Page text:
Hello, everyone! In honor of the upcoming launch of Disney’s new streaming service Disney+, I shall be releasing a series of posts dedicated to the art of trash-talk. Why bash such a beloved company? You might as well ask David why he wanted to fight Goliath. Disney is perhaps one of the world’s most insidious companies. They’re a veritable wolf-in-sheep’s clothing, masquerading as a friend while attempting to gorge themselves on the entire American entertainment industry. And while I can’t stop Disney+ from launching, or prevent the inevitable destruction of independent media companies, I can write some blog posts telling them to go to hell. They might own 35% of the film industry, but they don’t own me.
For my second anti-Disney post, we’ll be addressing their unending stream of live-action remakes. By enticing the newest generation of movie-goers with these slickly produced, empty-headed recreations, they’re creating another reason for the type of parents who say “but we already own the original Cinderella,” to purchase their streaming service. Because, technically, these remakes are new, aren’t they?
Like many American children, I grew up watching Disney movies. Whether it was Mulan, Cinderella, The Lion King, or Beauty and the Beast, I re-watched them religiously and to this day consider them to be some of my favorite films. From their stunning animation to their iconic songs, Disney films stood out in the entertainment world as beacons of creativity and originality. But all of that has changed. Disney’s “Golden Age” is dead. We are now living in the Age of Remakes.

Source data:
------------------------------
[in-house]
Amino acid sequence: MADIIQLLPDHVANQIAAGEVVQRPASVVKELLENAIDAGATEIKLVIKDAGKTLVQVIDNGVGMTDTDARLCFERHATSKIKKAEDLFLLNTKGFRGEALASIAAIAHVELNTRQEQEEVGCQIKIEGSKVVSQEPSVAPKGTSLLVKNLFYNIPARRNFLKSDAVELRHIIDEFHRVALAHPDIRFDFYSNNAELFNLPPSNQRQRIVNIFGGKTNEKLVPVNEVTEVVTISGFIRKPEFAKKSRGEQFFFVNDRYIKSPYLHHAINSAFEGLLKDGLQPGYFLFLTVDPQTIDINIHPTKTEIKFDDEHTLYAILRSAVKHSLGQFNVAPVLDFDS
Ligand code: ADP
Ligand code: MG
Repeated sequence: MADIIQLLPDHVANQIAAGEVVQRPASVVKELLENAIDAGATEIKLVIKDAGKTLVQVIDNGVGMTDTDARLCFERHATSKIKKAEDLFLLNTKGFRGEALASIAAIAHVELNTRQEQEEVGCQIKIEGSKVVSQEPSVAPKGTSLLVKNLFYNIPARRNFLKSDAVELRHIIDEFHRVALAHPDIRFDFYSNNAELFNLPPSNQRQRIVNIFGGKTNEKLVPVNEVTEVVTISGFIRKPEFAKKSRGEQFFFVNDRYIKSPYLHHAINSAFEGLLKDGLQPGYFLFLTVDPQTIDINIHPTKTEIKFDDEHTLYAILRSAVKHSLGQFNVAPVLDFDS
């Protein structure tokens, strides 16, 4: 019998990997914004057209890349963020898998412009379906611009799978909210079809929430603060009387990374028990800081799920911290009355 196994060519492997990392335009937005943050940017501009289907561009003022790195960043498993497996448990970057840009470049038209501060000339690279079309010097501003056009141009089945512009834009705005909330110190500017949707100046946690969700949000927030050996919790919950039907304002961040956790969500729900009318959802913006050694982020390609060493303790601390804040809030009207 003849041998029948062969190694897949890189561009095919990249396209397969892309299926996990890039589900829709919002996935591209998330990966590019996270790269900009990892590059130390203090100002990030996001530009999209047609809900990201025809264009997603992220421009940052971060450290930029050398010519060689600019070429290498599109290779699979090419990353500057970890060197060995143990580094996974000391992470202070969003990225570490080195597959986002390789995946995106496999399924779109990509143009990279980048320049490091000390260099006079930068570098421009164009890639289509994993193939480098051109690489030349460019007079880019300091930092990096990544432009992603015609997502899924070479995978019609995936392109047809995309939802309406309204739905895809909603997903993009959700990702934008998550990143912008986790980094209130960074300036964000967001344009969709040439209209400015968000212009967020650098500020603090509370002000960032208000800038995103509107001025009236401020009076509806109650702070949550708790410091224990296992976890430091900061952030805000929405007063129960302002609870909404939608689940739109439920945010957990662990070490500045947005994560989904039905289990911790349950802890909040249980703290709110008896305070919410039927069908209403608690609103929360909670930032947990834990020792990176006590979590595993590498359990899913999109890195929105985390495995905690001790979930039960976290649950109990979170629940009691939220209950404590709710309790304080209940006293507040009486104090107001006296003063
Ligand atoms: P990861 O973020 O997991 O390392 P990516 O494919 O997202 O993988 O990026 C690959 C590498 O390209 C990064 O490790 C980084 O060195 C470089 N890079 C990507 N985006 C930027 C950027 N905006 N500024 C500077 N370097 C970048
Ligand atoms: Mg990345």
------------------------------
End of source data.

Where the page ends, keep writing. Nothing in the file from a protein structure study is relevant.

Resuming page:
If you take a look at Disney’s release schedule for the next few years, you will be overwhelmed by the amount of remakes. The three live action remakes that have been released so far in 2019 include Dumbo, Aladdin, and Lion King, with the live action remake of Mulan coming out in 2020. Disney already released remakes of The Jungle Book, Cinderella, and Beauty and the Beast. If they continue on this course, it’s probable that within the next decade Disney will spend billions of dollars giving the rest of their “Golden Age” films the live-action treatment.
And why shouldn’t they? From a financial perspective, they’ve struck a gold-mine. Beauty and the Beast earned $1.2 billion worldwide, the Jungle Book made over $900 million, and Cinderella made $530 million. While they rake in less than the jaw-dropping $2 billion earned by Star Wars Episode VII, they’re still enormously more profitable for Disney than their original animated films. An added benefit is that by remaking an animated film, they don’t have to spend money writing a script or music, or try to sell audiences on an unknown quantity. It’s a simple copy-and-paste procedure that nets billions.
This remake business is great for Disney, but it’s terrible for the audience. It would be one thing if Disney attempted anything original with their remakes, like they did with the live-action Alice in Wonderland in 2010. But ever since Cinderella, these remakes have been almost identical to the animated films, from plot, to location, to costuming, and even camera angles. They’re making shot-for-shot remakes of their own films and and we’re lapping it all up.
We need to stop supporting these films. By using our nostalgia, Disney has been able to get away with selling billions of dollars of tickets for a lazy recycled product. Everytime we buy a ticket to the newest Disney remake, we encourage them to keep making more of the same schlock. And as the world’s largest media conglomerate, with fingers in the pies of everything from Fox to Hulu to Pixar and beyond, that means we’re encouraging one of the main producers of our media to produce bad media. As consumers, we need to demand more. We need to demand originality, creativity, and effort. We need to stop supporting these remakes.